“There is no love greater than the Love of Eating”: Revisiting good old Mocambo

P and I decided to stop over for lunch at the good old “Mocambo” after the first phase of the sight-seeing we had arranged for P’s relatives. After visiting Victoria Memorial, St.Paul’s Cathedral we headed straight to Park Street.  Park Street houses some of the good old restaurants and continues to add glamour to the city of Joy’s night life. Despite the malls that dot the city’s landscape, Park Street continues to attract the city’s food lovers and no travel to Kolkata is complete without a stopover at Park Street.

This place has never disappointed my taste buds and it has an old world charm of its own. Though its decors are criticised for being too bright, I really love the red sofas and chairs.  Since we were a group of five, we were given the corner table. Even in weekdays the restaurant was brimming with foodies. P and I share a love for food so A kept on teasing us with why we keep coming back to Mocambo as it helps us reaffirm our principle-  “There is no love greater than the Love of Eating”. We started our meal with soup. We ordered Cream of Tomato Soup, Cream of Asparagus and Cream of Crab Meat. While Cream of Crab Meat tasted good, the cream of asparagus was full of cornstarch. Infact the base of the soup of Crab Meat and Asparagus tasted the same. After a bumpy start we headed for your main course.

We ordered the following:-

  1. Cheese and Spinach Pillows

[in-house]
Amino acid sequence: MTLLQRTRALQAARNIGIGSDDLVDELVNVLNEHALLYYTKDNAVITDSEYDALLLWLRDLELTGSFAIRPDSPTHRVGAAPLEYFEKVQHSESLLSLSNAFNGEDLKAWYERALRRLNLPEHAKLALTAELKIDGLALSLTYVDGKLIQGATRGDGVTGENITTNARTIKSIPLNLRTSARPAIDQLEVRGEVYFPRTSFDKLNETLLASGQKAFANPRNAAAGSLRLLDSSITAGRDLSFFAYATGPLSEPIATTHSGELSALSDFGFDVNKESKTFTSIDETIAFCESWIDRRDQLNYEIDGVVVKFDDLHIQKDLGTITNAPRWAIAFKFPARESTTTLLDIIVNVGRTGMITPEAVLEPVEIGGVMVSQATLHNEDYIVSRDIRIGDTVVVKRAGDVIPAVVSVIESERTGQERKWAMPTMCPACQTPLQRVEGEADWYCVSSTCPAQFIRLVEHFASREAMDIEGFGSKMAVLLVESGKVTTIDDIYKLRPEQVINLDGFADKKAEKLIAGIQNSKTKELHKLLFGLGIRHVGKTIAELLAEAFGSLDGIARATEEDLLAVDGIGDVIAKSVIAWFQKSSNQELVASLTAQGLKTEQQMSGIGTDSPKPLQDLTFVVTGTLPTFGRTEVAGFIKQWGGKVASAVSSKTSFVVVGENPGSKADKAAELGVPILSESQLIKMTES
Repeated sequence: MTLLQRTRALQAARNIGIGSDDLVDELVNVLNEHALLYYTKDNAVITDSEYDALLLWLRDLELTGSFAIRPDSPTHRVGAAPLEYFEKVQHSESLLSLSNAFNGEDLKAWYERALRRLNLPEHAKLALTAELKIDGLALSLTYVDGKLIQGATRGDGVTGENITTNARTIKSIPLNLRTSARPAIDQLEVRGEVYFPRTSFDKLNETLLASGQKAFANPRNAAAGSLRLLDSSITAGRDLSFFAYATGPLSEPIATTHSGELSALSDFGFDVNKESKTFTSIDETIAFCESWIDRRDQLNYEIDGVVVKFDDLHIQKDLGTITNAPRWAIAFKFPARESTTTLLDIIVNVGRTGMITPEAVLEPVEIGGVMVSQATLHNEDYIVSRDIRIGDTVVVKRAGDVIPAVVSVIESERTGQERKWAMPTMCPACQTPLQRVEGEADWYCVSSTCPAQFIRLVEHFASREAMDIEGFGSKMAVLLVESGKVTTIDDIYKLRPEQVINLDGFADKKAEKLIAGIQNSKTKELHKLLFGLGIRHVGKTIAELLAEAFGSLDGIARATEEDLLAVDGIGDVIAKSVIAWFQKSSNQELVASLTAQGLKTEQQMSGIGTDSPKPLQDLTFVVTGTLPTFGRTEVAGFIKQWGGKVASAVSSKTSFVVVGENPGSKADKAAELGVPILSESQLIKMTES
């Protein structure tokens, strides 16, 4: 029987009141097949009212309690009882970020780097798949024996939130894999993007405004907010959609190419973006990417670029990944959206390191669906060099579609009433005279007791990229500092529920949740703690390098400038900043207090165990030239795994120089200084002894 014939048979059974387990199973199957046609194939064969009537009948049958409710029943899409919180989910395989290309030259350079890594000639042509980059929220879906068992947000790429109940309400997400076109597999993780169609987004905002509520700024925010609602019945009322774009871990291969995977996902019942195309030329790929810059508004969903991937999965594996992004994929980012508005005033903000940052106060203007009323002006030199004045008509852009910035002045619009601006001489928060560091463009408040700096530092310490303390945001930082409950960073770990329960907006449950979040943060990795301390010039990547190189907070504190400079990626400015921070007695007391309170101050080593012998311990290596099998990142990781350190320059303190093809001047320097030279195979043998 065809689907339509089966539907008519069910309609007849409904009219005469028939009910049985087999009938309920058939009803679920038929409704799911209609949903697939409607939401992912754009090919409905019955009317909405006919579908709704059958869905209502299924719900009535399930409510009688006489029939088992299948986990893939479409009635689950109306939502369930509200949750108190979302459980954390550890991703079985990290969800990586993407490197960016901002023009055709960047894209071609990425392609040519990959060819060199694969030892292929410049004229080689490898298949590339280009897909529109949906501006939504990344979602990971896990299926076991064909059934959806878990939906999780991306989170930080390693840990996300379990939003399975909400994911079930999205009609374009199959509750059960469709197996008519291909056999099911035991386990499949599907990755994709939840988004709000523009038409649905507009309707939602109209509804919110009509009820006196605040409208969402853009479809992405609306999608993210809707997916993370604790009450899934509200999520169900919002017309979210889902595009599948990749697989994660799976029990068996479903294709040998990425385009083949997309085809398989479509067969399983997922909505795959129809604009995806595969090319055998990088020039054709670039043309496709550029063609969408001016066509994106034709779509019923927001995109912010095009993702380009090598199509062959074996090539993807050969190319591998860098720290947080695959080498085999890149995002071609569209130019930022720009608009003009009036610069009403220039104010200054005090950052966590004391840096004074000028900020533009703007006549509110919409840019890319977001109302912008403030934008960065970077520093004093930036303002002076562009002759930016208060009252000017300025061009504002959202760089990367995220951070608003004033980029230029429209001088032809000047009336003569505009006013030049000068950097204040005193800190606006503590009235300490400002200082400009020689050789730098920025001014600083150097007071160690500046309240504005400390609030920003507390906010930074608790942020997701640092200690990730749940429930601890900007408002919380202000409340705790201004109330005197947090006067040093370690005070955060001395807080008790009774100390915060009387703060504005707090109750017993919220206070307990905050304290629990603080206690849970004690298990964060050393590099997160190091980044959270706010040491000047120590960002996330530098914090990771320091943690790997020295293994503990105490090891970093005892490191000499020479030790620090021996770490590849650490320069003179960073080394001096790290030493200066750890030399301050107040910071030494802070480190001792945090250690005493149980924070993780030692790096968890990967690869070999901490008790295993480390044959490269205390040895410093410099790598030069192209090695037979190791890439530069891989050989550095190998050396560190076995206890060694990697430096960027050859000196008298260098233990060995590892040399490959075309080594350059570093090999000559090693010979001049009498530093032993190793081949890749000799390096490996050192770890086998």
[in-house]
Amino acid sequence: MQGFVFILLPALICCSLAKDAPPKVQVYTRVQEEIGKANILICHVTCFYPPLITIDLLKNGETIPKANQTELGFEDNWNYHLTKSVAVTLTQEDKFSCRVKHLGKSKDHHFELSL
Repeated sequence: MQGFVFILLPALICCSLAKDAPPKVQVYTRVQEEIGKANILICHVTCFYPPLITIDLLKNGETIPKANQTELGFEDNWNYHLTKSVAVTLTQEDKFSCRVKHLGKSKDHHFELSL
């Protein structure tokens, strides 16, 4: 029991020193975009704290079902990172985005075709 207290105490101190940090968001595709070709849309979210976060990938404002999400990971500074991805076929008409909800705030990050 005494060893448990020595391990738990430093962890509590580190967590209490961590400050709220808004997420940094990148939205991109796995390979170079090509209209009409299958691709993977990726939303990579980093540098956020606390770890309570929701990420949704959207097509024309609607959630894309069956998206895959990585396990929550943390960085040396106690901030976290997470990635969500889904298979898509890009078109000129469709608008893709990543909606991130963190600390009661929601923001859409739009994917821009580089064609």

2. Vegetable Surprise ( Rice and some vegetables)
  3. Chicken Ala Kiev
  4. Fish Steak
  5. Cold Everest
  6. Mango King

Please skip the soups. While they are served in brass bowls, they taste like soups made out of ready-made soup packets. Soups were a huge disappointment!

Chicken Ala Kiev is not a dish for the faint hearted calorie watchers. If you are brave enough to enjoy the butter flow like a gush of stream from the deeply fried chicken breast, you will enjoy this dish. Though I have an emotional bonding with Oly Pub’s Chicken Ala Kiev as well, Mocambo’s Chicken Ala Kiev has never disappointed me.

Chicken Ala Kiev

Chicken Ala Kiev

Sinful butter

Sinful butter

Fish Steak continues to be another favourite.

fish steak

And both the desserts were the perfect end to a happy meal.

Cold Everest

Mango King

Mango King

After the lunch we were ready to explore the story telling museum of Kolkata’s rich history housed in Town Hall. This Museum is treat for all those who want to soak in the socio-cultural history of Kolkata. Though the voiceover is available in Bengali, the guided tours are available in Hindi and English.  The Museum opens at 10am and closes by 6pm. Ticket counter closes by 5pm.

Town Hall, Kolkata

Town Hall, Kolkata